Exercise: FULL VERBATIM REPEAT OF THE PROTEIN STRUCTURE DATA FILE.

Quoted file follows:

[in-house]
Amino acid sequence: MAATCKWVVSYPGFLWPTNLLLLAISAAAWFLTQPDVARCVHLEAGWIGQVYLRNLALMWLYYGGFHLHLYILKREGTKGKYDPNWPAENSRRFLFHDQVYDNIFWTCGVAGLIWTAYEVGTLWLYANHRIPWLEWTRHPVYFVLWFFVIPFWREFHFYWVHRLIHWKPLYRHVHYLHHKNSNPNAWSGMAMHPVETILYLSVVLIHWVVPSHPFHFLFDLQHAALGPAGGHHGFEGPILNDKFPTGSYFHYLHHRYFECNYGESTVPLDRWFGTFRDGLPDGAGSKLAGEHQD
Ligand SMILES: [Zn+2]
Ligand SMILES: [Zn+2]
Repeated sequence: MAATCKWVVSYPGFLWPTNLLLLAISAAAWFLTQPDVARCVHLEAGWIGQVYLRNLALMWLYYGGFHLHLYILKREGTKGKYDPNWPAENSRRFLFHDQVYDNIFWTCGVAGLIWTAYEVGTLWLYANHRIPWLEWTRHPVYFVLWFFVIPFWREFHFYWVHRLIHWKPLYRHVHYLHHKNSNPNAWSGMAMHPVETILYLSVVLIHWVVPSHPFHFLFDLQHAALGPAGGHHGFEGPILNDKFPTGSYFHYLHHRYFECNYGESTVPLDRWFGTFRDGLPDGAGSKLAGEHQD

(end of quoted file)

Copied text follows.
[in-house]
Amino acid sequence: MAATCKWVVSYPGFLWPTNLLLLAISAAAWFLTQPDVARCVHLEAGWIGQVYLRNLALMWLYYGGFHLHLYILKREGTKGKYDPNWPAENSRRFLFHDQVYDNIFWTCGVAGLIWTAYEVGTLWLYANHRIPWLEWTRHPVYFVLWFFVIPFWREFHFYWVHRLIHWKPLYRHVHYLHHKNSNPNAWSGMAMHPVETILYLSVVLIHWVVPSHPFHFLFDLQHAALGPAGGHHGFEGPILNDKFPTGSYFHYLHHRYFECNYGESTVPLDRWFGTFRDGLPDGAGSKLAGEHQD
Ligand SMILES: [Zn+2]
Ligand SMILES: [Zn+2]
Repeated sequence: MAATCKWVVSYPGFLWPTNLLLLAISAAAWFLTQPDVARCVHLEAGWIGQVYLRNLALMWLYYGGFHLHLYILKREGTKGKYDPNWPAENSRRFLFHDQVYDNIFWTCGVAGLIWTAYEVGTLWLYANHRIPWLEWTRHPVYFVLWFFVIPFWREFHFYWVHRLIHWKPLYRHVHYLHHKNSNPNAWSGMAMHPVETILYLSVVLIHWVVPSHPFHFLFDLQHAALGPAGGHHGFEGPILNDKFPTGSYFHYLHHRYFECNYGESTVPLDRWFGTFRDGLPDGAGSKLAGEHQD